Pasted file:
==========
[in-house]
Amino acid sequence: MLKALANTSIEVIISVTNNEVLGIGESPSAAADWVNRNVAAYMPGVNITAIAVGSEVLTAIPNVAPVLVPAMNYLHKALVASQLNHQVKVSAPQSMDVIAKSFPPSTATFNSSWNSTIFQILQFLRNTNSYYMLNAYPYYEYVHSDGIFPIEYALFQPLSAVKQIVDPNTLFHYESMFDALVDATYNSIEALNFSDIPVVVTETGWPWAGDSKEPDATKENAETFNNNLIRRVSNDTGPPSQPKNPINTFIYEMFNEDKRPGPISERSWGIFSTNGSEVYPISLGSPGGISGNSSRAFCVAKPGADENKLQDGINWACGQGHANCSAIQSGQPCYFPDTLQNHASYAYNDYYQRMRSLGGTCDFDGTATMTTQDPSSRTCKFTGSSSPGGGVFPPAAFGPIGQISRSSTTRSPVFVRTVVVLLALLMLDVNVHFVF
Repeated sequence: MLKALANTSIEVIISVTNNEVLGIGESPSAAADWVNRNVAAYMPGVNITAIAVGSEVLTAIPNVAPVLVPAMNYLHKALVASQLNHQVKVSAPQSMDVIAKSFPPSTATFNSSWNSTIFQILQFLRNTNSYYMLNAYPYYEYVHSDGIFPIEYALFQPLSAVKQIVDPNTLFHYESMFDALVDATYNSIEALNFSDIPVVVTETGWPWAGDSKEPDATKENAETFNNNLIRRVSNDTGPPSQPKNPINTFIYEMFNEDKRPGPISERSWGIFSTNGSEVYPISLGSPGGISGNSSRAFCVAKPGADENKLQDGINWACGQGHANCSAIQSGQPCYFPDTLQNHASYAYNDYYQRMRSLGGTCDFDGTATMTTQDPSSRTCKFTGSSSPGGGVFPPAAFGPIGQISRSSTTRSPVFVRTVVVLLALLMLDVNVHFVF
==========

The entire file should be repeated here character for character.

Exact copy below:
[in-house]
Amino acid sequence: MLKALANTSIEVIISVTNNEVLGIGESPSAAADWVNRNVAAYMPGVNITAIAVGSEVLTAIPNVAPVLVPAMNYLHKALVASQLNHQVKVSAPQSMDVIAKSFPPSTATFNSSWNSTIFQILQFLRNTNSYYMLNAYPYYEYVHSDGIFPIEYALFQPLSAVKQIVDPNTLFHYESMFDALVDATYNSIEALNFSDIPVVVTETGWPWAGDSKEPDATKENAETFNNNLIRRVSNDTGPPSQPKNPINTFIYEMFNEDKRPGPISERSWGIFSTNGSEVYPISLGSPGGISGNSSRAFCVAKPGADENKLQDGINWACGQGHANCSAIQSGQPCYFPDTLQNHASYAYNDYYQRMRSLGGTCDFDGTATMTTQDPSSRTCKFTGSSSPGGGVFPPAAFGPIGQISRSSTTRSPVFVRTVVVLLALLMLDVNVHFVF
Repeated sequence: MLKALANTSIEVIISVTNNEVLGIGESPSAAADWVNRNVAAYMPGVNITAIAVGSEVLTAIPNVAPVLVPAMNYLHKALVASQLNHQVKVSAPQSMDVIAKSFPPSTATFNSSWNSTIFQILQFLRNTNSYYMLNAYPYYEYVHSDGIFPIEYALFQPLSAVKQIVDPNTLFHYESMFDALVDATYNSIEALNFSDIPVVVTETGWPWAGDSKEPDATKENAETFNNNLIRRVSNDTGPPSQPKNPINTFIYEMFNEDKRPGPISERSWGIFSTNGSEVYPISLGSPGGISGNSSRAFCVAKPGADENKLQDGINWACGQGHANCSAIQSGQPCYFPDTLQNHASYAYNDYYQRMRSLGGTCDFDGTATMTTQDPSSRTCKFTGSSSPGGGVFPPAAFGPIGQISRSSTTRSPVFVRTVVVLLALLMLDVNVHFVF